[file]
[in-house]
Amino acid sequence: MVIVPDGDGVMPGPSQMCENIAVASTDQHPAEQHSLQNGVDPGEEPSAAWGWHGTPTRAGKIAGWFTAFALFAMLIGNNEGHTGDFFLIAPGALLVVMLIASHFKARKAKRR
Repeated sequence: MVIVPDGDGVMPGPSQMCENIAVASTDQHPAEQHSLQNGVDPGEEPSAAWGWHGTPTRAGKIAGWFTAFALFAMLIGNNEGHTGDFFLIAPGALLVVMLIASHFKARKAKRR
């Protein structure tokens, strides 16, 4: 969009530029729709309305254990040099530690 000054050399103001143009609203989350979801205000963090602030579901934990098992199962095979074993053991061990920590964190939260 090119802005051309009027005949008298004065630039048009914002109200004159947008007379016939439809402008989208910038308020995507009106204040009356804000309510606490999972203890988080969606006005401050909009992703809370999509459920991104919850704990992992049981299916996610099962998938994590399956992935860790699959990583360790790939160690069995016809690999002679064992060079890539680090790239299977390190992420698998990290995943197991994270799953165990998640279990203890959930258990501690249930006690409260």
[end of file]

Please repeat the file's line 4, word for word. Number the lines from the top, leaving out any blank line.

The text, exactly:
């Protein structure tokens, strides 16, 4: 969009530029729709309305254990040099530690 000054050399103001143009609203989350979801205000963090602030579901934990098992199962095979074993053991061990920590964190939260 090119802005051309009027005949008298004065630039048009914002109200004159947008007379016939439809402008989208910038308020995507009106204040009356804000309510606490999972203890988080969606006005401050909009992703809370999509459920991104919850704990992992049981299916996610099962998938994590399956992935860790699959990583360790790939160690069995016809690999002679064992060079890539680090790239299977390190992420698998990290995943197991994270799953165990998640279990203890959930258990501690249930006690409260």